Amit Singhal announced on Wednesday that he will be retiring from Google on Feb. 26, 2016, after 15 years of being in charge of Google’s Search division. The focus for Singhal will be on his philanthropic work, and to spend time with his family.
Singhal was upbeat in his announcement about his plans but also spoke of his confidence that the current team will be able to run things perfectly fine after he leaves:
“Now is a good time to make this important life change,” Singhal said. “Things are in amazing shape. Search is stronger than ever, and will only get better in the hands of an outstanding set of senior leaders who are already running the show day-to-day.”
Singhal has been a significant influence on the current state of Google Search. After he joined Google in 2000, he re-wrote the search engine code. For this work he was named a “Google Fellow” in 2001, such was its success. It is Singhal who is responsible for the current simplistic styling of the current search, and Matt Cutts tribute sums his contribution up nicely:
Billions of people have benefited in some way from Amit’s insight and judgment. Google will miss you, but thank you for everything, Amit.
John Giannandrea, currently a vice president of engineering, will replace Singhal once he leaves at the end of February. Giannandrea, 50 came to Google after the acquisition of Metaweb Technologies back in 2010.
Giannadrea has been instrumental in Googles machine learning projects, and we expect this to continue to be a strong area of development for Google once he takes over (i.e. He is the man behind RankBrain).
The full announcement by Singhall is reproduced in full below:
My life has been a dream journey. From a little boy growing up in the Himalayas dreaming of the Star Trek computer, to an immigrant who came to the United States with two suitcases and not much else, to the person responsible for Search at Google, every turn has enriched me and made me a better person.
As I entered the fifteenth year of working at Google, I’ve been asking myself the question, “what would you want to do for the next fifteen?” The answer has overwhelmingly been: give back to others. It has always been a priority for me to give back to people who are less fortunate, and make time for my family amidst competing work constraints–but on both fronts, I simply want to give and do more.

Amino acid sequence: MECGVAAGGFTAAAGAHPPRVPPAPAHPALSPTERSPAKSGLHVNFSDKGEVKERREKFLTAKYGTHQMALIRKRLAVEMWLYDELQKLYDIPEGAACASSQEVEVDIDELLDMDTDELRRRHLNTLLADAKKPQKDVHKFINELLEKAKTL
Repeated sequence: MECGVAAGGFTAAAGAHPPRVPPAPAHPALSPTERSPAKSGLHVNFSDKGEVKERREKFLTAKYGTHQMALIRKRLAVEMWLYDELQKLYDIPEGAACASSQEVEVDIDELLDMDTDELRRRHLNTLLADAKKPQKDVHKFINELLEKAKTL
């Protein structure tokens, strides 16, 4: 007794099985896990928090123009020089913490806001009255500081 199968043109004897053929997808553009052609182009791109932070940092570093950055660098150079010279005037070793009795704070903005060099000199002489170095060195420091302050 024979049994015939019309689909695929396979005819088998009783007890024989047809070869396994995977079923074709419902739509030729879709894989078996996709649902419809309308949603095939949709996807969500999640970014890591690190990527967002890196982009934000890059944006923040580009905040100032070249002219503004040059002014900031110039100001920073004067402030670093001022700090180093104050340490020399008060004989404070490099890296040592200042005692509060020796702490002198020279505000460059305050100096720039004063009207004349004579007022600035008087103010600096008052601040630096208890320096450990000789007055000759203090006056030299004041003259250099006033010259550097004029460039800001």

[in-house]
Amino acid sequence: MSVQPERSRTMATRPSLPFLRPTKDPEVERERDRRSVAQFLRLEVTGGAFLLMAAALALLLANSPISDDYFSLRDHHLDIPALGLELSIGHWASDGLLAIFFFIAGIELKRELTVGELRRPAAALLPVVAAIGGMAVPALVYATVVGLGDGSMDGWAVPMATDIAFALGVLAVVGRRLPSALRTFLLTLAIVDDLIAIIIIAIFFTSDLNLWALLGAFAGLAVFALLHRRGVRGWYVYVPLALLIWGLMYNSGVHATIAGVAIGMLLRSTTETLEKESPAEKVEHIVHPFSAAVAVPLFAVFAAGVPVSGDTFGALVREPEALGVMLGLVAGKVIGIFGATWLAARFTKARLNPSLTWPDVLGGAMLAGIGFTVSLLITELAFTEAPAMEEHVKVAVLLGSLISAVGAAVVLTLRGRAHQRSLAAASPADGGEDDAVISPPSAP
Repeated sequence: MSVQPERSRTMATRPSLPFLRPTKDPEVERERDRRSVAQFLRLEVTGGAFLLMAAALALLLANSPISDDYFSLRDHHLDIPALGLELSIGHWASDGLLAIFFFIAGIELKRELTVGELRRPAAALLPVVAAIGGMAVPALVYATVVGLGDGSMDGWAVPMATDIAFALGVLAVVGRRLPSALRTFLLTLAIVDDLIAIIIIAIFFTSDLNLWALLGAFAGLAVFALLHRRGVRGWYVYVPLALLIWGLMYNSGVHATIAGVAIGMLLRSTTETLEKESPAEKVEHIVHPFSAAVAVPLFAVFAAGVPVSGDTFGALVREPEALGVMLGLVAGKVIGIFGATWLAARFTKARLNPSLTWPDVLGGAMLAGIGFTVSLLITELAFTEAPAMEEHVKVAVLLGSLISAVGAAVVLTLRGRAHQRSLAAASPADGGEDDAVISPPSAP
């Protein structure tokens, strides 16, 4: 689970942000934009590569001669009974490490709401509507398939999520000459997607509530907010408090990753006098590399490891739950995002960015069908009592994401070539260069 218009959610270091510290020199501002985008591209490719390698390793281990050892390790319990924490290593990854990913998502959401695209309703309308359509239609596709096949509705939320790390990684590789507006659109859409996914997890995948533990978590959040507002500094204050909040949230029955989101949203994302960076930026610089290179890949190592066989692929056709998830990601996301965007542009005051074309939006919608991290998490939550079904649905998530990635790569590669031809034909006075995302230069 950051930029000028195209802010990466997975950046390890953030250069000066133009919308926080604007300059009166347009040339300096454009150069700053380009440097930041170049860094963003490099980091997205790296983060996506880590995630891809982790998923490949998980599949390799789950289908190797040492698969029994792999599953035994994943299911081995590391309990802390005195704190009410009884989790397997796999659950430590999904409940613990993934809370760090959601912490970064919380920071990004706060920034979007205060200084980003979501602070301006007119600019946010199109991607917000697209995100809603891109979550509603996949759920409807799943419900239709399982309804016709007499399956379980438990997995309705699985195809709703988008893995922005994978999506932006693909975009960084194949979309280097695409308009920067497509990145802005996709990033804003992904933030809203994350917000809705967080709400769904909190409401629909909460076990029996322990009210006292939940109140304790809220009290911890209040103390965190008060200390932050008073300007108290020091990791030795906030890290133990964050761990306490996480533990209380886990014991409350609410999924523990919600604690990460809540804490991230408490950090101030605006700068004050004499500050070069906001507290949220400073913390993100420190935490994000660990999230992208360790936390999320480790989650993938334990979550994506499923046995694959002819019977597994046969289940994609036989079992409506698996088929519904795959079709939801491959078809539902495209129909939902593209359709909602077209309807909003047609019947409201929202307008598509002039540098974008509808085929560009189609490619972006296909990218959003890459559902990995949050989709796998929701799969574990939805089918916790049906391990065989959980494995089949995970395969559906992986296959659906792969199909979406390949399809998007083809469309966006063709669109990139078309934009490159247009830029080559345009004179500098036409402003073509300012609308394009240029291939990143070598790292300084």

Now is a good time to make this important life change. Things are in amazing shape. Search is stronger than ever, and will only get better in the hands of an outstanding set of senior leaders who are already running the show day-to-day.
It fills me with pride to see what we have built in the last fifteen years. Search has transformed people’s lives; over a billion people rely on us. Our mission of empowering people with information and the impact it has had on this world cannot be overstated. When I started, who would have imagined that in a short period of fifteen years, we would tap a button, ask Google anything and get the answer. Today, it has become second nature to us. My dream Star Trek computer is becoming a reality, and it is far better than what I ever imagined.
I love Google. It is a company that believes in doing the right thing, a company that believes in doing good in the world, a company… that cares. I look back at my time here with a profound sense of gratitude that I was a part of building this. Now, with pride, gratitude, and joy in my heart, I need to define my next fifteen years. I am eager to see what kind of impact I can make philanthropically, and of course, to spend more time with my family–especially with my wife who I miss spending time with given our incredibly busy lives, and our son who will go to college soon, leaving an empty nest behind.
Feb 26 will be my last day at Google. My relationships are the most important thing I’ve accumulated in life and I’d love for that to continue. Please do drop me a line occasionally and we can have a cup of tea.
As Chief Si’ahl said “Take nothing but memories, leave nothing but footprints!” I am taking so many fond memories with me, and hopefully I’ve left a small footprint here.
With Love, Amit